do a query on the User model with the 'username' attribute but you can
change it to any other attribute of the User model. For example,
you can do this look up using the 'email' attribute. In order to do so
-you should set the following setting:
+you should set the following setting:
-SAML_DJANGO_USER_MAIN_ATTRIBUTE = 'email'
+SAML_DJANGO_USER_MAIN_ATTRIBUTE = 'email'
Please, use an unique attribute when setting this option. Otherwise
the authentication process will fail because djangosaml2 does not know
+Sometimes you need to use special logic to update the user object
+depending on the SAML2 attributes and the mapping described above
+is simply not enough. For these cases djangosaml2 provides a Django
+signal that you can listen to. In order to do so you can add the
+following code to your app::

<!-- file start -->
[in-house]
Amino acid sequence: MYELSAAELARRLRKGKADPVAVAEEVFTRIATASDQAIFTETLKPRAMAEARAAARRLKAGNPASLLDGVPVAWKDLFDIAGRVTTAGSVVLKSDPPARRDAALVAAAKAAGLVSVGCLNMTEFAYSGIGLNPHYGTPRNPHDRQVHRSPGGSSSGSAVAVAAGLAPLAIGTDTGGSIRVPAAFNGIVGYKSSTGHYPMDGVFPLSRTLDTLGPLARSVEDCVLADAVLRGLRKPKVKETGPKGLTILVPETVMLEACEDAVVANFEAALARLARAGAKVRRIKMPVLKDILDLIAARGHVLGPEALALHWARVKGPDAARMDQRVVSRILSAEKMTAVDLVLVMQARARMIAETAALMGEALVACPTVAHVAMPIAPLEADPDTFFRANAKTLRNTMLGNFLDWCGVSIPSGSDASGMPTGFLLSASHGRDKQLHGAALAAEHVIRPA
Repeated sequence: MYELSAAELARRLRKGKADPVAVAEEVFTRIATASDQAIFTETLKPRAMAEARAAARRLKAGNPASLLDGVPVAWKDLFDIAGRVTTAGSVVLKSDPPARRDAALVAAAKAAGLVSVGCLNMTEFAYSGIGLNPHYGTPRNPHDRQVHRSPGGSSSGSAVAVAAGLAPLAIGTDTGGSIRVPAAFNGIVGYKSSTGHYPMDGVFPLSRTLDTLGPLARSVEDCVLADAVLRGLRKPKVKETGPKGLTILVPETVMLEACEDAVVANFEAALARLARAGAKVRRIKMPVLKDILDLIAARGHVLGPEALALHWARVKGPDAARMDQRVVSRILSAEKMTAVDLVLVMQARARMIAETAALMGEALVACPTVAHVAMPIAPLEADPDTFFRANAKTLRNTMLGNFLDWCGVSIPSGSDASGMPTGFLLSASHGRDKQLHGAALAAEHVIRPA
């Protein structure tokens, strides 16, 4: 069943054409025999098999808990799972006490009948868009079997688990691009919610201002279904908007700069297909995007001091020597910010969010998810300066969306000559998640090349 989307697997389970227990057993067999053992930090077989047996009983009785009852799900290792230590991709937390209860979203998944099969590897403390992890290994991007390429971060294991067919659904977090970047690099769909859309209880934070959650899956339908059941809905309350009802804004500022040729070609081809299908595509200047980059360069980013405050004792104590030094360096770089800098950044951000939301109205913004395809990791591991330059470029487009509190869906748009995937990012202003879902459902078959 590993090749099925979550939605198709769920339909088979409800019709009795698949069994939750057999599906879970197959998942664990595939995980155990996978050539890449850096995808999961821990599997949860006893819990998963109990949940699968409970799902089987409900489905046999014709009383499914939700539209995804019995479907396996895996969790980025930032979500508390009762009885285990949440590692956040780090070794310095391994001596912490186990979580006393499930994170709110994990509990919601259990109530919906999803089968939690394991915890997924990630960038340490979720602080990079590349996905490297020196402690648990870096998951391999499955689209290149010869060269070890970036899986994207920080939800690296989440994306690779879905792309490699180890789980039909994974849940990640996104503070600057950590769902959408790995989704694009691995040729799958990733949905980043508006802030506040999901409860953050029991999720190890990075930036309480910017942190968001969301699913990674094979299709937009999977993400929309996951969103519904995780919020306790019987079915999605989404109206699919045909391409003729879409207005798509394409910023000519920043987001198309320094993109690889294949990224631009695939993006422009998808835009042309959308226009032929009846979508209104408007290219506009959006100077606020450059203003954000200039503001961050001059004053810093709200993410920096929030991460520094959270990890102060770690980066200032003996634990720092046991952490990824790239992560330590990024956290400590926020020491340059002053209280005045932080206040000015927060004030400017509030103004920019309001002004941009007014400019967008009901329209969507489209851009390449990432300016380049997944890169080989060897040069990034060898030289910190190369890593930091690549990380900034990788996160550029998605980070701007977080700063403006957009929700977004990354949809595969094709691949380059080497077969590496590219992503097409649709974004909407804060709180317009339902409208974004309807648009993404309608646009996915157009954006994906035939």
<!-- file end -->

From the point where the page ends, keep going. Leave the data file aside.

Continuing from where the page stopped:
+ from djangosaml2.signals import pre_user_save
+ def custom_update_user(sender=user, attributes=attributes, user_modified=user_modified)
+ return True # I modified the user object
+Your handler will receive the user object, the list of SAML attributes
+and a flag telling you if the user is already modified and need
+to be saved after your handler is executed. If your handler
+modifies the user object it should return True. Otherwise it should
+return False. This way djangosaml2 will know if it should save
+the user object so you don't need to do it and no more calls to
+the save method are issued.
Congratulations, you have finished configuring the SP side of the federation.